People would still have to choose to join the plans and, of course, set aside income from their pay to realize the benefit.
How to become a 401k millionaire
So while most Americans are failing to save for retirement, there are at least some who managed to learn how to become a 401k millionaire.
By the end of the first quarter of 2018, at least 157,000 workers had at least $1 million in their 401k, representing a jump of 45% over last year, according to Fidelity Investments.
Jeanne Thompson, a senior vice president at Fidelity, said that 401k millionaires get that way by contributing enough to ensure their full company match, they do not cash out when they change jobs, they are less likely to take 401k loans, and they invest with a focus on growth.
On average, 401k millionaires currently hold 75% of their savings in equity mutual funds, that is, they owned stocks.
Employees are now allowed to contribute up to $18,500 a year in plans such as 401k. A catch-up provision for workers over 50 allows them to contribute an additional $6,000 in an employer-backed retirement plan for an aggregate contribution of up to $24,500.
Many people change employers often, but the key to achieving the 401k millionaire status may be the ability to continue working consistently for a good employer with an excellent 401k plan for the longest possible time period.
Robust company profit sharing in such cases can dramatically boost 401k savings.
Therefore, before you choose to change your stable and well-paying job, you must evaluate what you will be forgoing in terms of company benefits. It can be tempting, for instance, to go work for a startup or a promising new company that has no 401k plan or no 401k matching benefit just because fatigue has set in to their current job.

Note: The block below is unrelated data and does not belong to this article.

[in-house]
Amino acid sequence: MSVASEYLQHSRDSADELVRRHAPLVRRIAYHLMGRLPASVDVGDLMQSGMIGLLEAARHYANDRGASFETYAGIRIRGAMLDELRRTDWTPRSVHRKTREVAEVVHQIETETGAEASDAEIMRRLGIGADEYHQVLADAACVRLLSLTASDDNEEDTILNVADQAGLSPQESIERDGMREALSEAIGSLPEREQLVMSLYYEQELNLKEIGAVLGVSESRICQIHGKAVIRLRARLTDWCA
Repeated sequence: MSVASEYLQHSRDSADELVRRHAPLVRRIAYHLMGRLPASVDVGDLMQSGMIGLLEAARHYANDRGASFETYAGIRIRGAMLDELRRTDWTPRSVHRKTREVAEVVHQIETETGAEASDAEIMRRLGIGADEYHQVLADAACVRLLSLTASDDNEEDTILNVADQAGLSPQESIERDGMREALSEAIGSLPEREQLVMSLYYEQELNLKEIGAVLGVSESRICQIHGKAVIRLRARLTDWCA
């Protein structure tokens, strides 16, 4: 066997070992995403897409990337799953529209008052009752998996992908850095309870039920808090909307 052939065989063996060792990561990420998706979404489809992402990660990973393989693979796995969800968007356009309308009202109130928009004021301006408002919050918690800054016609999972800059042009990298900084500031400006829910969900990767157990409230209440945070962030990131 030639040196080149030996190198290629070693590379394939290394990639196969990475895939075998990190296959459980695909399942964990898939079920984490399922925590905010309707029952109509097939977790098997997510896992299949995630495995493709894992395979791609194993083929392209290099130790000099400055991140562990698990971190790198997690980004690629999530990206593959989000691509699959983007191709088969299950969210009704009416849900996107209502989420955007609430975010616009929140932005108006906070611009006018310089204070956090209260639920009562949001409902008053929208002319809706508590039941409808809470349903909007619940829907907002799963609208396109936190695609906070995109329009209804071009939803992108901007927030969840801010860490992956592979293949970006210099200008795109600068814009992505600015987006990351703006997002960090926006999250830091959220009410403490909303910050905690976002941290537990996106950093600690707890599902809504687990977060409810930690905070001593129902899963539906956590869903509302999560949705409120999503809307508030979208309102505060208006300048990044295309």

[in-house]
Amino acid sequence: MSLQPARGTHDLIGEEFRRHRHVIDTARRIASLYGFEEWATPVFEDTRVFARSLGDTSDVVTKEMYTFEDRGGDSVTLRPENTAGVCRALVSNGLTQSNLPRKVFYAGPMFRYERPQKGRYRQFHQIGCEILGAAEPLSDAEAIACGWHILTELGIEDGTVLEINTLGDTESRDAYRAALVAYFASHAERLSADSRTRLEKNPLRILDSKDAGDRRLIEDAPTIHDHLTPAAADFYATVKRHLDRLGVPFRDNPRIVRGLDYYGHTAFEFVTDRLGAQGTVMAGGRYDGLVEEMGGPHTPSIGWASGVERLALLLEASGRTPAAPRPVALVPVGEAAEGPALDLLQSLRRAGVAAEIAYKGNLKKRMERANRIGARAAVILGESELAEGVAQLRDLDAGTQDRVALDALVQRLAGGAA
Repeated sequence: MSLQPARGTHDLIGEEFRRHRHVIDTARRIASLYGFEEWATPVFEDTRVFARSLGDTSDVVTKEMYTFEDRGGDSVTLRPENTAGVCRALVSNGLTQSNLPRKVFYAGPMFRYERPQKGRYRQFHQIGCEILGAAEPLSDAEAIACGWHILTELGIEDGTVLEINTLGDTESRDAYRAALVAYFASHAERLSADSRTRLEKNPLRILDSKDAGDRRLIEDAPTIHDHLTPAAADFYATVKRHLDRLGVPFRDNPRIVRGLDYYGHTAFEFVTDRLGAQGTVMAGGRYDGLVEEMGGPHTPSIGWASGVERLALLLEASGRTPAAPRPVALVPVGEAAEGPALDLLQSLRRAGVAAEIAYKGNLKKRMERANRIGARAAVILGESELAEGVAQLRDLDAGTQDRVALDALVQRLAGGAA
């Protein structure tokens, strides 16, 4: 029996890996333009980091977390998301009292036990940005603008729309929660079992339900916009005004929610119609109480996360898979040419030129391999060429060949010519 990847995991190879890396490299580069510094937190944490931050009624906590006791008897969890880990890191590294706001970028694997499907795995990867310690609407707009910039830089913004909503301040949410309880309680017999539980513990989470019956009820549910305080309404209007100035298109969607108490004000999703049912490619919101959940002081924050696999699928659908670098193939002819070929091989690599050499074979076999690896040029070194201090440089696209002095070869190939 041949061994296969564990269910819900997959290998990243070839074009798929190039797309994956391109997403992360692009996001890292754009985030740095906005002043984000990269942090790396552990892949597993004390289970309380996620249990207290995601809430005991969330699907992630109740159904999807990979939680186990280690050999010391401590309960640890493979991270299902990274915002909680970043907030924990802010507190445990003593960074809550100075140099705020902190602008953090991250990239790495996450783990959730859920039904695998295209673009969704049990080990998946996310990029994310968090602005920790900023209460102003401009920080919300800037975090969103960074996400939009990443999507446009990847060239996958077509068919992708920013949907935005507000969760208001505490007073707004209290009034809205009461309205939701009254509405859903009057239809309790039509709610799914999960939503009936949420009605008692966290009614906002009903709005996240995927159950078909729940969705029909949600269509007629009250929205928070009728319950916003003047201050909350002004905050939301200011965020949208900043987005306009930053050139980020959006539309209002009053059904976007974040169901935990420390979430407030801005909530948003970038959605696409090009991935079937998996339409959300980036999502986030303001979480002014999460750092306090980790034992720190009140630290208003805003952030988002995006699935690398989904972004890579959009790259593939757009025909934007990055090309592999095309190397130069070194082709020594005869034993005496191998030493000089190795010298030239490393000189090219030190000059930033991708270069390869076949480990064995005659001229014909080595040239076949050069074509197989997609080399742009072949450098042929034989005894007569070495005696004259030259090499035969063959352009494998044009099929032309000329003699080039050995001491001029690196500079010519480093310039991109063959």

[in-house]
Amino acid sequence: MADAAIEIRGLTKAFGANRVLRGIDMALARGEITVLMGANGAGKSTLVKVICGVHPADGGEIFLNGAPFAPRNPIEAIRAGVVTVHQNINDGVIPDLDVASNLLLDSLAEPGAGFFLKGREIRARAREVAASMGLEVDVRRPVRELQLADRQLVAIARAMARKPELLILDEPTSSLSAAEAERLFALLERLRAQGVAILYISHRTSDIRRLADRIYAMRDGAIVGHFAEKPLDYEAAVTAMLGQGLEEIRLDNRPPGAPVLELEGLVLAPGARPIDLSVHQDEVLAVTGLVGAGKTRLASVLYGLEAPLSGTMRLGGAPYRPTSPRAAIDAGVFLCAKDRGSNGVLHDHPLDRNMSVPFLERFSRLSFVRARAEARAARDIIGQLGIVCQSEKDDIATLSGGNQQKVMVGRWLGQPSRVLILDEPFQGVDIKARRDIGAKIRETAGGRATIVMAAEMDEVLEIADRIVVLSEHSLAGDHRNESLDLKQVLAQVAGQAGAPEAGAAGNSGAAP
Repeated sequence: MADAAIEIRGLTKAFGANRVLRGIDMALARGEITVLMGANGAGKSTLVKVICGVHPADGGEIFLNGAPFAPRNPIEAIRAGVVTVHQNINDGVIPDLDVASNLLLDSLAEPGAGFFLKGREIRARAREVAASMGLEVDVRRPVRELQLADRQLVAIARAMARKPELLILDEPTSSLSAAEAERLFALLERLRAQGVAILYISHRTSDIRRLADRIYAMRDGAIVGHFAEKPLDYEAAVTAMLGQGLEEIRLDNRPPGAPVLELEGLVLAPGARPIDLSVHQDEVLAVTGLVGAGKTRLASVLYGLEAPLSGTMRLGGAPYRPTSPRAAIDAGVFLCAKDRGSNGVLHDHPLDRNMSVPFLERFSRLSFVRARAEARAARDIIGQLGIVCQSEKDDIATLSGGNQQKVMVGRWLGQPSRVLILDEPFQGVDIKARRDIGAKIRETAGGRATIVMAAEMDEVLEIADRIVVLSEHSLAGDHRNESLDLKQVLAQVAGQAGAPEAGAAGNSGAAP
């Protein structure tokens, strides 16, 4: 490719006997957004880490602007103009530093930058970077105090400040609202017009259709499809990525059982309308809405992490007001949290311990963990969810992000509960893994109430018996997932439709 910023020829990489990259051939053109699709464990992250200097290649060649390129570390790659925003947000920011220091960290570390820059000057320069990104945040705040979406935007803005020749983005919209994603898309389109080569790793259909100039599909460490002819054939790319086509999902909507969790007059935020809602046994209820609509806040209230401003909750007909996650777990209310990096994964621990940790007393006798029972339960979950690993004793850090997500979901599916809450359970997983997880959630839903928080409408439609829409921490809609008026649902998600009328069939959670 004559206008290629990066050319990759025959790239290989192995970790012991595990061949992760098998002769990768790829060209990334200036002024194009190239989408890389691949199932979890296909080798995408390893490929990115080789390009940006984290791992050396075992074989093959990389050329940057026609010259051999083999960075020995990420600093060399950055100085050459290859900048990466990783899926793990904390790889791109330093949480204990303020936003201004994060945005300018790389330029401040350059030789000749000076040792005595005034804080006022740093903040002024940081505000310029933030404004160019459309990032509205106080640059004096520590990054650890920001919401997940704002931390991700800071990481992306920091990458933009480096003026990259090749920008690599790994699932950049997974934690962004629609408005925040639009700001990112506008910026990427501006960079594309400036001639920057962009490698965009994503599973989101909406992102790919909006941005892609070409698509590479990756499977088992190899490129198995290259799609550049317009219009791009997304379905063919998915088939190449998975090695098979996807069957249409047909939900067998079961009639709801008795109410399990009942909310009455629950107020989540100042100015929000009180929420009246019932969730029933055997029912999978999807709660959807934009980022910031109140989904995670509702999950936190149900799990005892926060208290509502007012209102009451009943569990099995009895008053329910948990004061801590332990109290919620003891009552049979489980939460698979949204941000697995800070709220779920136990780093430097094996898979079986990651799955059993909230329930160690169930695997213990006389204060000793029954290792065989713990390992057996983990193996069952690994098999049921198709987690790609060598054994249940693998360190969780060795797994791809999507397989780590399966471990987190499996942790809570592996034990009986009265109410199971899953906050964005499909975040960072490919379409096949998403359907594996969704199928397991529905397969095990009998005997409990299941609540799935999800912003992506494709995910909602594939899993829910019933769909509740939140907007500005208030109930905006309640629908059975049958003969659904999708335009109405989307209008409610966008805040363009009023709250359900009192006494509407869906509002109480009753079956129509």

The longer you contribute to your 401k, the larger your retirement nest egg can be.
According to Fidelity, employees who contributed to their 401k for 10 straight years saw their average balance go up to $286,700, recording an increase of 22.5% over the previous year.
For workers who have contributed to their 401k plan for 15 consecutive years saw their average 401k balance go up to $387,000, which represents a jump of 21.5% over the previous year.
How 401k savings grow
Many economists stress that something for your retirement is better than nothing. Through the power of compound interest and company matching in a 401k, even modest regular savings can grow exponentially. And that’s how to become a 401k millionaire.
Consider this simple math: If your rate of return is 7% (not unusual for a stock and bond portfolio) you can amass $100,000 in 40 years by simply putting $50 aside each month.
That’s a family meal out. Each month. A pittance, but a real difference once retirement begins.
And while it’s true that this amount will not last through retirement, it’s certainly better than contributing zero to your future.
Starting with a small amount such as $50 a month may be perfect for those who already have a 401k or IRA plan and want to grow their savings.